Bitcoin wallets and their safety have been one of the primary concerns lately in the crypto-community, in light of the fact that crypto-wallets contain information on the secure private key that is used to access Bitcoin addresses and carry out transactions. With the increasing number of cyber-attacks and online thefts in recent times, tensions over the nature of security continue to rise.
Binance Singapore recently froze Bitcoin withdrawals for a user who employed CoinJoin, a privacy tool, via wallet provider Wasabi. This incident has again, rekindled the never-ending debate about privacy and the legality of privacy tools.
However, Matt Odell, advisor to Bitcoin payments company, Bottle Pay, believes otherwise. On a recent podcast, Odell claimed that financial privacy is the only thing that allows freedom from the claws of central governments and “one way of achieving financial privacy is by using mixing services.” Odell went on to defend mixing services and argued about how they are akin to virtual private networks (VPNs).
“Because these projects are to protect the average user, they have to protect all users. There’s no way to know what’s a good user and a bad user. Because as soon as you’re able to delineate what’s a good user and a bad user, then you have centralization.”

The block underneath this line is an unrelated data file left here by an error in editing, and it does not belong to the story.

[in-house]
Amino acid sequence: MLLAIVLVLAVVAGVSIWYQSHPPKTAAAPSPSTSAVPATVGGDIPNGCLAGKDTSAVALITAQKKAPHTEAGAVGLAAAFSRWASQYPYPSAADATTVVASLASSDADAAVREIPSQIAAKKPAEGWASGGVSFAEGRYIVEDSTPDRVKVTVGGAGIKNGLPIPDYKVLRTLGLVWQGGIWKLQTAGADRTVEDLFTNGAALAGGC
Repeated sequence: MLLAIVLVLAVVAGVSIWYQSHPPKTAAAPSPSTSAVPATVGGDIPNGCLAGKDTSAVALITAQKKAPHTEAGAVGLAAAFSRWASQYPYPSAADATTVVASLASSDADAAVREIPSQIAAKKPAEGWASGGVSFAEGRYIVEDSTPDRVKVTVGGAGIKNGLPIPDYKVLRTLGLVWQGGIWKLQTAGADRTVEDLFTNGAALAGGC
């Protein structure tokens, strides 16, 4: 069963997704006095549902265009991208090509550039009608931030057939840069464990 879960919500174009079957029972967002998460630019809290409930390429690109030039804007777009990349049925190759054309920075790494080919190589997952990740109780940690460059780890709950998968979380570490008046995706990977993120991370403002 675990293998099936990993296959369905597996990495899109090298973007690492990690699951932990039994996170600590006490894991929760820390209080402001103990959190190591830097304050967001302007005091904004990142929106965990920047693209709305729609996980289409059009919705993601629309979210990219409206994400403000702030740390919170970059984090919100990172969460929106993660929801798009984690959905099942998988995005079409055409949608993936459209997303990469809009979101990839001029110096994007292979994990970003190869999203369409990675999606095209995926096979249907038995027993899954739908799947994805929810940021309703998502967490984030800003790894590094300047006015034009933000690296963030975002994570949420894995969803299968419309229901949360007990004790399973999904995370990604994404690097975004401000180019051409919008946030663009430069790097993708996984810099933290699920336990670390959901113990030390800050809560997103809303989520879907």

Claiming that Bitcoin is too transparent, Odell said that for financial privacy to be maintained, more and more people should start accepting the transparency of the coin.
In his words,
“I think Bitcoin becomes more valuable, becomes more resilient and robust long term if individual users practice financial privacy because that is the single biggest vulnerability that Bitcoin has today.”
The podcast also discussed the merits and demerits of using mixing services. Mixing services generally make it hard for blockchain analytics companies to track the transactions and this issue had been raised by Trace Mayer, popularly known for leading the proof of keys movement, last year. Mayer had also pointed out the downsides of using mixing services and had urged people to move their coins to a private key wallet to claim ownership.
Odell, however, acknowledged that mixing services currently have low volumes which make them less effective. He added,
“If there were enough other people doing coinjoins or potentially if they moved it through very slowly like they just did a little piece at a time.”
In response to a question regarding the wider implications of services such as this could have, Odell said,
“If they say CoinJoin is illegal and you’re trying to withdraw from, let’s say CashApp, and you withdraw from CashApp, you go through the five hops and then it goes to CoinJoin, are they going to block your account for that? if they do, that amounts to completely banning self custody.”
Towards the end of the conversation, Odell, however, maintained his stand on the mixing services and claimed that they are indeed a key factor in protecting financial privacy when using Bitcoin.